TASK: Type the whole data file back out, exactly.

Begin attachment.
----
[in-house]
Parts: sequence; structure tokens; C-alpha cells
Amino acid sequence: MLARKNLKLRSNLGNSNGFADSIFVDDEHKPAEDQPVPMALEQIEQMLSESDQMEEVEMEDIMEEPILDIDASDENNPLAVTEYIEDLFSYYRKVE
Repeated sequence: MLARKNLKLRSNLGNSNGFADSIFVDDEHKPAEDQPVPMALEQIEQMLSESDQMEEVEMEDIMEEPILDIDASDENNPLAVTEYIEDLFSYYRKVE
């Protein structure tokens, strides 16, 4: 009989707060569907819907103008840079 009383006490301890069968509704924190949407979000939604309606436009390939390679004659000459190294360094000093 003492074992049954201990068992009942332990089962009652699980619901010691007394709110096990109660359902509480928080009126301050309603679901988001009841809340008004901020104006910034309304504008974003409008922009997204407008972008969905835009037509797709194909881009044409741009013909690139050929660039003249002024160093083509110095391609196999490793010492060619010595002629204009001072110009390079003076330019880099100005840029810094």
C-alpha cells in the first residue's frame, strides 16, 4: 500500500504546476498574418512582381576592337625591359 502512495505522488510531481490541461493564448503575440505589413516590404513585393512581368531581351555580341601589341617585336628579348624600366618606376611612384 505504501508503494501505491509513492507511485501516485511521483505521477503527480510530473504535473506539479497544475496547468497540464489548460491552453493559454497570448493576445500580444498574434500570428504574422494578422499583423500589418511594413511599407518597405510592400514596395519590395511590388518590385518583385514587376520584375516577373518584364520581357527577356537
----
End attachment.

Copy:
[in-house]
Parts: sequence; structure tokens; C-alpha cells
Amino acid sequence: MLARKNLKLRSNLGNSNGFADSIFVDDEHKPAEDQPVPMALEQIEQMLSESDQMEEVEMEDIMEEPILDIDASDENNPLAVTEYIEDLFSYYRKVE
Repeated sequence: MLARKNLKLRSNLGNSNGFADSIFVDDEHKPAEDQPVPMALEQIEQMLSESDQMEEVEMEDIMEEPILDIDASDENNPLAVTEYIEDLFSYYRKVE
């Protein structure tokens, strides 16, 4: 009989707060569907819907103008840079 009383006490301890069968509704924190949407979000939604309606436009390939390679004659000459190294360094000093 003492074992049954201990068992009942332990089962009652699980619901010691007394709110096990109660359902509480928080009126301050309603679901988001009841809340008004901020104006910034309304504008974003409008922009997204407008972008969905835009037509797709194909881009044409741009013909690139050929660039003249002024160093083509110095391609196999490793010492060619010595002629204009001072110009390079003076330019880099100005840029810094």
C-alpha cells in the first residue's frame, strides 16, 4: 500500500504546476498574418512582381576592337625591359 502512495505522488510531481490541461493564448503575440505589413516590404513585393512581368531581351555580341601589341617585336628579348624600366618606376611612384 505504501508503494501505491509513492507511485501516485511521483505521477503527480510530473504535473506539479497544475496547468497540464489548460491552453493559454497570448493576445500580444498574434500570428504574422494578422499583423500589418511594413511599407518597405510592400514596395519590395511590388518590385518583385514587376520584375516577373518584364520581357527577356537